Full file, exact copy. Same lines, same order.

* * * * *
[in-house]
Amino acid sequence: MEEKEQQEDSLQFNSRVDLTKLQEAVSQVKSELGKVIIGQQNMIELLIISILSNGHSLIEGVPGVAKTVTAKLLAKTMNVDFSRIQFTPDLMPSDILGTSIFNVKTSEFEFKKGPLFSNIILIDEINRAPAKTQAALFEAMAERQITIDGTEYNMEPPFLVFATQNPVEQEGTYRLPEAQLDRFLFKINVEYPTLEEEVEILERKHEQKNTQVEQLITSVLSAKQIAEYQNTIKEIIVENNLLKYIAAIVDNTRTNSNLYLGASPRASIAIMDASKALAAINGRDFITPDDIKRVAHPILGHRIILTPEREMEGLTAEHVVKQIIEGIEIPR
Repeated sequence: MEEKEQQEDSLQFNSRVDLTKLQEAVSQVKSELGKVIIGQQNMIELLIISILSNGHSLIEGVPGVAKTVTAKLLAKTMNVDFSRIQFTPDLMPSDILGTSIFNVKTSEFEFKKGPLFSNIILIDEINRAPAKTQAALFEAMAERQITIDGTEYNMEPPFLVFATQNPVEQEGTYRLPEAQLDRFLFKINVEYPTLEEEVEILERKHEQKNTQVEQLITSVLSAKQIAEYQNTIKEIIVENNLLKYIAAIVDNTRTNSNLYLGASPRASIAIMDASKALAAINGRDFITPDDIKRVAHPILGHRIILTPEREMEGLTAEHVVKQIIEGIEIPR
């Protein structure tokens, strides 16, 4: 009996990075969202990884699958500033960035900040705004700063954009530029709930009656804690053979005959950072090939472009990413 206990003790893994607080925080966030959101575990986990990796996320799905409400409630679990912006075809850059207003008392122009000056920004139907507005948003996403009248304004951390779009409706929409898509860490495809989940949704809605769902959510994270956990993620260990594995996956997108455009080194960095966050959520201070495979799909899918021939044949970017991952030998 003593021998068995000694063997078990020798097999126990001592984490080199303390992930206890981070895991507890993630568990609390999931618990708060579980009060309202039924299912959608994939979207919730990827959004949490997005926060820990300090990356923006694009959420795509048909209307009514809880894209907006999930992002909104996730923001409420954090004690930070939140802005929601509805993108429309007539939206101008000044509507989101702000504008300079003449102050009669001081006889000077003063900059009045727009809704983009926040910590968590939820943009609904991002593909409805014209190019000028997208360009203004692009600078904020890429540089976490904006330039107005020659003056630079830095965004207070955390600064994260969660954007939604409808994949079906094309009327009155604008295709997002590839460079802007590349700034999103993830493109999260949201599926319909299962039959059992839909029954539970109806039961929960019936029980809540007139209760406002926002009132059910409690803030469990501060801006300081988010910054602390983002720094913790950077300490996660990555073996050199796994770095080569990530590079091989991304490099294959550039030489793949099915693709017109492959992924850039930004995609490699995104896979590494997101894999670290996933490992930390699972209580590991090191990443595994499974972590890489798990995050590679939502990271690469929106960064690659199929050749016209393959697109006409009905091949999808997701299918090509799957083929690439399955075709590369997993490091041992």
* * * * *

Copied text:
[in-house]
Amino acid sequence: MEEKEQQEDSLQFNSRVDLTKLQEAVSQVKSELGKVIIGQQNMIELLIISILSNGHSLIEGVPGVAKTVTAKLLAKTMNVDFSRIQFTPDLMPSDILGTSIFNVKTSEFEFKKGPLFSNIILIDEINRAPAKTQAALFEAMAERQITIDGTEYNMEPPFLVFATQNPVEQEGTYRLPEAQLDRFLFKINVEYPTLEEEVEILERKHEQKNTQVEQLITSVLSAKQIAEYQNTIKEIIVENNLLKYIAAIVDNTRTNSNLYLGASPRASIAIMDASKALAAINGRDFITPDDIKRVAHPILGHRIILTPEREMEGLTAEHVVKQIIEGIEIPR
Repeated sequence: MEEKEQQEDSLQFNSRVDLTKLQEAVSQVKSELGKVIIGQQNMIELLIISILSNGHSLIEGVPGVAKTVTAKLLAKTMNVDFSRIQFTPDLMPSDILGTSIFNVKTSEFEFKKGPLFSNIILIDEINRAPAKTQAALFEAMAERQITIDGTEYNMEPPFLVFATQNPVEQEGTYRLPEAQLDRFLFKINVEYPTLEEEVEILERKHEQKNTQVEQLITSVLSAKQIAEYQNTIKEIIVENNLLKYIAAIVDNTRTNSNLYLGASPRASIAIMDASKALAAINGRDFITPDDIKRVAHPILGHRIILTPEREMEGLTAEHVVKQIIEGIEIPR
């Protein structure tokens, strides 16, 4: 009996990075969202990884699958500033960035900040705004700063954009530029709930009656804690053979005959950072090939472009990413 206990003790893994607080925080966030959101575990986990990796996320799905409400409630679990912006075809850059207003008392122009000056920004139907507005948003996403009248304004951390779009409706929409898509860490495809989940949704809605769902959510994270956990993620260990594995996956997108455009080194960095966050959520201070495979799909899918021939044949970017991952030998 003593021998068995000694063997078990020798097999126990001592984490080199303390992930206890981070895991507890993630568990609390999931618990708060579980009060309202039924299912959608994939979207919730990827959004949490997005926060820990300090990356923006694009959420795509048909209307009514809880894209907006999930992002909104996730923001409420954090004690930070939140802005929601509805993108429309007539939206101008000044509507989101702000504008300079003449102050009669001081006889000077003063900059009045727009809704983009926040910590968590939820943009609904991002593909409805014209190019000028997208360009203004692009600078904020890429540089976490904006330039107005020659003056630079830095965004207070955390600064994260969660954007939604409808994949079906094309009327009155604008295709997002590839460079802007590349700034999103993830493109999260949201599926319909299962039959059992839909029954539970109806039961929960019936029980809540007139209760406002926002009132059910409690803030469990501060801006300081988010910054602390983002720094913790950077300490996660990555073996050199796994770095080569990530590079091989991304490099294959550039030489793949099915693709017109492959992924850039930004995609490699995104896979590494997101894999670290996933490992930390699972209580590991090191990443595994499974972590890489798990995050590679939502990271690469929106960064690659199929050749016209393959697109006409009905091949999808997701299918090509799957083929690439399955075709590369997993490091041992």